It’s worth noting how this has affected performance. In our last update we found that Moore’s portfolio had fared slightly better in a period of market volatility. This time around a strong recovery has rewarded both portfolios, with Liddell’s selection slightly ahead in terms of share price total return. Readers should note, however, that Moore’s portfolio generated a juicier yield of around 7 per cent.

Like Liddell, Moore has enjoyed positive total returns from almost all of his holdings, with 10 of the 11 trusts up for the 12 months. Collateralised loan obligation specialist Fair Oaks Income (FAIR) has had an unusually strong run: over the 12 months it delivered a 60 per cent total return, with an income that equated to a 25 per cent yield, eye-catching even against its history of high payouts. This may be explained by the fact that the shares were hit especially hard earlier in the pandemic, making the trust Moore’s weakest performer in our last update. By sticking with the trust back then, Moore has reaped the rewards of a substantial recovery.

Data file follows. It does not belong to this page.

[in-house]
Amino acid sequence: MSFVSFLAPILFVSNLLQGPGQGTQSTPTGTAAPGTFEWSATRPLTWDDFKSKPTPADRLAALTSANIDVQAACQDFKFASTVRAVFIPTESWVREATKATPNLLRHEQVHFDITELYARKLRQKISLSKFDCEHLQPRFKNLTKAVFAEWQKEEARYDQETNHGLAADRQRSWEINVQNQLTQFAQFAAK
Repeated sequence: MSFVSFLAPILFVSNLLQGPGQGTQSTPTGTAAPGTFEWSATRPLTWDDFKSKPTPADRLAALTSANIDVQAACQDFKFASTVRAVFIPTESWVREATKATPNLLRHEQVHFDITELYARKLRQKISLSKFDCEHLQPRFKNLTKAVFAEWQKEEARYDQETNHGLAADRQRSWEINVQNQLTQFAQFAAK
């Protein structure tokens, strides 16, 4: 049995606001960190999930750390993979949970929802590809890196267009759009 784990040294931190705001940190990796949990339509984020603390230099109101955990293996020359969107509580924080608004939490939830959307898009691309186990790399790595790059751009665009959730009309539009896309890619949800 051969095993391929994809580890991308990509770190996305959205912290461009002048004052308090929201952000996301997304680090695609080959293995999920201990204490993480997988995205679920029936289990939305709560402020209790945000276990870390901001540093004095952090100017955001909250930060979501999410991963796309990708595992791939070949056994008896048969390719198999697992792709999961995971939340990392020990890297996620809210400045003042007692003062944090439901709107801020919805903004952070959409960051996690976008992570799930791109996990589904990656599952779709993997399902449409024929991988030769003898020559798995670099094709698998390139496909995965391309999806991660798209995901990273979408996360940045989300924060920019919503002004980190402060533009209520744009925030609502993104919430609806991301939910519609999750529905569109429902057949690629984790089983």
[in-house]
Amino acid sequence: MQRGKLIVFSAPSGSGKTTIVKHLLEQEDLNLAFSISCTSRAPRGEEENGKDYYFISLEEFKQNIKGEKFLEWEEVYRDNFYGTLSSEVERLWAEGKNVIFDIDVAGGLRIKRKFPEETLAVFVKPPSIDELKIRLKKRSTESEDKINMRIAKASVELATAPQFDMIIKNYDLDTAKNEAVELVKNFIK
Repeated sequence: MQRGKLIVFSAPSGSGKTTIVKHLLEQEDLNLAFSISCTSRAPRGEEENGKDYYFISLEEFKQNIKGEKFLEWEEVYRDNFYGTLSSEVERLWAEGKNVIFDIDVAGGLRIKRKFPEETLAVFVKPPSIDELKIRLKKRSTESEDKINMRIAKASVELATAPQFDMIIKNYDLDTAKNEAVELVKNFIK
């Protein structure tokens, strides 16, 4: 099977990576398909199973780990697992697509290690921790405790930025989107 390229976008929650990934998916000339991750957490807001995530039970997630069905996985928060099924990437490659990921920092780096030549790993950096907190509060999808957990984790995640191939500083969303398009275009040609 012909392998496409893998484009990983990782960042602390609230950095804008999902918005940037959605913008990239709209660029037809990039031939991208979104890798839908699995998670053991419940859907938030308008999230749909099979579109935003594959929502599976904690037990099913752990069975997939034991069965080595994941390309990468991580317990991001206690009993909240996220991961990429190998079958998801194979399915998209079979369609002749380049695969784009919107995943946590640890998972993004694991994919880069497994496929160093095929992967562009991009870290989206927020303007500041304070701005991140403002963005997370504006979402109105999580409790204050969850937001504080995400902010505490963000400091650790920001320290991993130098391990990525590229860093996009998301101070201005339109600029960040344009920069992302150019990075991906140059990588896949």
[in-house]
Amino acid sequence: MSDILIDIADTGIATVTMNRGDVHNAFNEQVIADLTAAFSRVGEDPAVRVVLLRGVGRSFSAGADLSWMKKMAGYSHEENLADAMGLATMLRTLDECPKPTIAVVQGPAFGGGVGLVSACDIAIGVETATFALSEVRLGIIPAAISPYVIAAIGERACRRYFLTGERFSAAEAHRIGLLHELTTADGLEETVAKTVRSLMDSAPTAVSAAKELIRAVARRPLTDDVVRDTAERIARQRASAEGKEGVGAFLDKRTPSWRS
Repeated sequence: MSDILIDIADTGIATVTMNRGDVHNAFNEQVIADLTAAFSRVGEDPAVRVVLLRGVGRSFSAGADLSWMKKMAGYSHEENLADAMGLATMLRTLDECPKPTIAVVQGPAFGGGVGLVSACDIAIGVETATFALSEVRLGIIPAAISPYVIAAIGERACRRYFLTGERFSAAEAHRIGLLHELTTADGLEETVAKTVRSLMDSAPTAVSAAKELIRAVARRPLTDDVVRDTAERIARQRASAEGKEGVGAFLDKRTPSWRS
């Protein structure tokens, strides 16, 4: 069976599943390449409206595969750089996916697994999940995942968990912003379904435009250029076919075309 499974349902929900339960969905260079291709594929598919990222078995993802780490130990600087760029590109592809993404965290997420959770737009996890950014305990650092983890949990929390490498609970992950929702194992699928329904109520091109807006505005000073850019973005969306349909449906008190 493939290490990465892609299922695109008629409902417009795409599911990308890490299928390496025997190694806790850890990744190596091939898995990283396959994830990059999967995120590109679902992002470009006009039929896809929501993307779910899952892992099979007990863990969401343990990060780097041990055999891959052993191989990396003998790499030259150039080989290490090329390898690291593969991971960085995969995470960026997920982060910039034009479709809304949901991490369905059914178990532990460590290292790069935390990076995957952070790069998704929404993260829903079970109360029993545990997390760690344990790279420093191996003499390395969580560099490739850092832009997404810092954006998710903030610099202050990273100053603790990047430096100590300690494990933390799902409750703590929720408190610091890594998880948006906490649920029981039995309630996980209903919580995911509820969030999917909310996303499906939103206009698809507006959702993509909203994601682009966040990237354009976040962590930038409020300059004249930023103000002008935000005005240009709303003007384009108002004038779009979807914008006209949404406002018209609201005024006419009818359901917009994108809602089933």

Fair Oaks Income is not alone in driving portfolio performance, with six other holdings registering a share price total return of more than 28 per cent. Three names enjoyed modest gains while just one holding, GCP Infrastructure Investments (GCP), was down. All but two trusts delivered yields of more than 4 per cent, although it should be noted that Fair Oaks Income’s contribution skews the portfolio average somewhat. If that trust is removed from the results, the portfolio yield comes to a lower but still very attractive 5.2 per cent.